So for async functions in traits, we need a way to coerce a returned future into a pointer. We could try returning an &dyn Future like this:

trait AsyncTrait {
type SecretGetNumberReturn<'a>: Future<Output = i32> + 'a;

// return value is a reference to a SecretGetNumberReturn
fn get_number(&self) -> &dyn Future<Output = i32>;
}


When we go to implement this, we’d end up with something like this:

impl AsyncTrait for i32 {
type SecretGetNumberReturn<'a> = SecretGetNumberForI32Future<'a>;

fn get_number(&self) -> &dyn Future<Output = i32> {
&SecretGetNumberForI32Future {
this: self,
}
}
}


As you might expect, there are problems with this. Most importantly, it’s horribly unsound (although the compiler would give you an error if you tried to write this). The problem is that we are returning a reference to a temporary. The temporary will be dropped when get_number returns, which means the reference has outlived its referent.

The other problem is that the trait is now aware of what kind of pointer it’s returning. With existing dyn-safe traits, you write one impl of a trait and that impl works regardless of whether it is used as a &dyn Trait, Box<dyn Trait>, Arc<dyn Trait>, or some pointer type that has not been invented yet.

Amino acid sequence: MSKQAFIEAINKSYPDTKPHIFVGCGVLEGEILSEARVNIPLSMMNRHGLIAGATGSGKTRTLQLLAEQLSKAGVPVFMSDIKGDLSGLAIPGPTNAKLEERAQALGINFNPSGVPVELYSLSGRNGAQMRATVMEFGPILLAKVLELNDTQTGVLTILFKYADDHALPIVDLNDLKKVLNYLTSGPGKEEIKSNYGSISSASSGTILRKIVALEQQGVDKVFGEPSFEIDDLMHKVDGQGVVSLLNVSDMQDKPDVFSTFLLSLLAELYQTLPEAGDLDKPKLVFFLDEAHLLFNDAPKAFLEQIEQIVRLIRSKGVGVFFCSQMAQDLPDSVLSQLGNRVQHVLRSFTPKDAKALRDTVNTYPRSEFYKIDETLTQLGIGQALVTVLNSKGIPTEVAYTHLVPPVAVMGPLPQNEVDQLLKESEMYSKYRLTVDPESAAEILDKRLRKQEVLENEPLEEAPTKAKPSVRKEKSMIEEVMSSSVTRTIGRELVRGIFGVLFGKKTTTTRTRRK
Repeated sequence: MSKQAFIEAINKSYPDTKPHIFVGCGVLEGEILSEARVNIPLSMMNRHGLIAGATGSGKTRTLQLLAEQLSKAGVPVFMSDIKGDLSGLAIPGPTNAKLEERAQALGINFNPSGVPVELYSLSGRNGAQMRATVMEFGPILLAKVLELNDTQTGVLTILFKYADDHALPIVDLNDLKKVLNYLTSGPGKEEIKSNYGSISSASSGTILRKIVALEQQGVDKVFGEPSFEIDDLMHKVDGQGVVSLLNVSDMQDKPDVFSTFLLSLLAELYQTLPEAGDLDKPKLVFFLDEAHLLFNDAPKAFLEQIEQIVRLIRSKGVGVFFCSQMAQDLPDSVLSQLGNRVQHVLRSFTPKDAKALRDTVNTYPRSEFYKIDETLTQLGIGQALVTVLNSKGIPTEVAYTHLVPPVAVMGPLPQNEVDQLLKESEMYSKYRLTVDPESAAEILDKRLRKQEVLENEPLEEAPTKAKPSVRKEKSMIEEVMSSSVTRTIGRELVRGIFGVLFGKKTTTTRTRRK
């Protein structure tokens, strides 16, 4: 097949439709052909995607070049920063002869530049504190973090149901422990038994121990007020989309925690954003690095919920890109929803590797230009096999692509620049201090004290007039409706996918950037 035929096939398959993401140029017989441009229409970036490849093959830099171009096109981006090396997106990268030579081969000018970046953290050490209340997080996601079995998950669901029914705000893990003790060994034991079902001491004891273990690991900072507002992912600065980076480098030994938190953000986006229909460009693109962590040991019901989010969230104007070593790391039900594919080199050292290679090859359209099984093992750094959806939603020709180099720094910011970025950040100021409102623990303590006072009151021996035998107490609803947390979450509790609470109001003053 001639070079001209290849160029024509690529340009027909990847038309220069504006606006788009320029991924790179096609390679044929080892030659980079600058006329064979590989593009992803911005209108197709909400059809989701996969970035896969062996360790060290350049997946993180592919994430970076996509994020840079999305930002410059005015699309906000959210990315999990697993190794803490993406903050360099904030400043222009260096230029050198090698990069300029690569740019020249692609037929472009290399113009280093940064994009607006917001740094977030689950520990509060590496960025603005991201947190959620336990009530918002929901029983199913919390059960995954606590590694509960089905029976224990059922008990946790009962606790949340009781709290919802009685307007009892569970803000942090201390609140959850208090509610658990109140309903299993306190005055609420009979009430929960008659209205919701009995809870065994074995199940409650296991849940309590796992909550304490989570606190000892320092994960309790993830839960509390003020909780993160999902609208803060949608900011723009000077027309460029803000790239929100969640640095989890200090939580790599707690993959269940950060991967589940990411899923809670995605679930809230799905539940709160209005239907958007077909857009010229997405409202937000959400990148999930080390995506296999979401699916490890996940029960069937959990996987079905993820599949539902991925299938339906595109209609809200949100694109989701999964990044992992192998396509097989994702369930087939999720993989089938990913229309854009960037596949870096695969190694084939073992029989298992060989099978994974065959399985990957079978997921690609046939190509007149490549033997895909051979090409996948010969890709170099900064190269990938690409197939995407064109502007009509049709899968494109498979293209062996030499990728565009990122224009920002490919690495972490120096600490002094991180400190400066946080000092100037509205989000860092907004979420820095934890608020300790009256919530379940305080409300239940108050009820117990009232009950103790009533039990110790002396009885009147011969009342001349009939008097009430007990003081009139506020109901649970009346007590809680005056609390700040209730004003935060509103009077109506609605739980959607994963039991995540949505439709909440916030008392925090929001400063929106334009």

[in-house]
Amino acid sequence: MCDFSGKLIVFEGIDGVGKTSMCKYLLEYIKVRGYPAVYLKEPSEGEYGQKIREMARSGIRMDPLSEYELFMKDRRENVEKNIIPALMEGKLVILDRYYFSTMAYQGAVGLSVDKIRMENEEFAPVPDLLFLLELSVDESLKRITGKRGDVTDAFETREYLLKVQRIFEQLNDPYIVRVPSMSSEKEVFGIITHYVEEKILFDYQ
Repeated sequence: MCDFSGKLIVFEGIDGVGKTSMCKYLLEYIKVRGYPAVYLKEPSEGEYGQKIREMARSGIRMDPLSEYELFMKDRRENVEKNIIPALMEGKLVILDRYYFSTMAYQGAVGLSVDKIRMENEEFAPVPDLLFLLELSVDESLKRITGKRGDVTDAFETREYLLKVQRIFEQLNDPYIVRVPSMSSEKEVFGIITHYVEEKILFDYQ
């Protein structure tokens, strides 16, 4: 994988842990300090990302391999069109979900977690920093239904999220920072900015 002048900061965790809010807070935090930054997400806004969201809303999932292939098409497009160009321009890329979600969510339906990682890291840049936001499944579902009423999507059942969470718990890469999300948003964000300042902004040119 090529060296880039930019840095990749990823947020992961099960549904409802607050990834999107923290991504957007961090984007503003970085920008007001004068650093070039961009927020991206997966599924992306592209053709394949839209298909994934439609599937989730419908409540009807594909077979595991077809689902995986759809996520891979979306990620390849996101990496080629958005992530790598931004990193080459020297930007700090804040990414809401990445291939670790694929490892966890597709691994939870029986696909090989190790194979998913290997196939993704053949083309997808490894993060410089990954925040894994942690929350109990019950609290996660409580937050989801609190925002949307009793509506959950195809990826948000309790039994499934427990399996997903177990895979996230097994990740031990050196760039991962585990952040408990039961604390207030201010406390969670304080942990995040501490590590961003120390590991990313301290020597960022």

The plan is to solve this by introducing a new dyn* which is a pointer to a dyn Trait that is agnostic to its underlying pointer type.2 I’ll summarize the way dyn* works here, but for more information, see Niko’s post, [dyn*: can we make dyn sized?]niko-dyn* Whereas now we must be explicit about whether we have a &dyn Trait, a Box<dyn Trait>, or something else, a dyn* Trait would be able to refer to any of these.

A dyn* Trait would be still be a pair of a pointer-sized thing and a pointer to a vtable. The pointer-sized thing will most often actually be a pointer to the trait object’s data, but in cases where the object itself is pointer-sized, we have the option of storing the object itself inline.

We can control how the dyn* Trait object is created through lang-item helper traits to facilitate coercing an object into a pointer and back. The trait will look something like this, which we will use as our example:

trait IntoDynPointer {
type Raw: PointerSized;

fn into_dyn(self) -> Self::Raw;
fn from_dyn(raw: Self::Raw) -> Self;
fn from_dyn_pin_mut(raw: Pin<Self::Raw>) -> Pin<&'static mut Self>;
}

unsafe trait PointerSized {}
unsafe impl PointerSized for usize {}
unsafe impl<T> PointerSized for *const T {}
unsafe impl<T> PointerSized for Box<T> {}
// etc.


When the compiler sees a x as dyn* Future<Output = ()> cast, it will be desugared to something like (mem::transmute<_, usize>(x.into_raw()), VTABLE_FOR_X_AS_FUTURE). This will be possible if x impls Future<Output = ()> and IntoDynPointer.

The compiler will also generate a vtable that looks something like this:

const VTABLE_FOR_SECRET_NUMBER_RETURN_AS_FUTURE = FutureVtable {
poll_fn: |this, cx| {
let this: <SecretNumberReturn as IntoDynPointer>::Raw =
unsafe { mem::transmute(this) };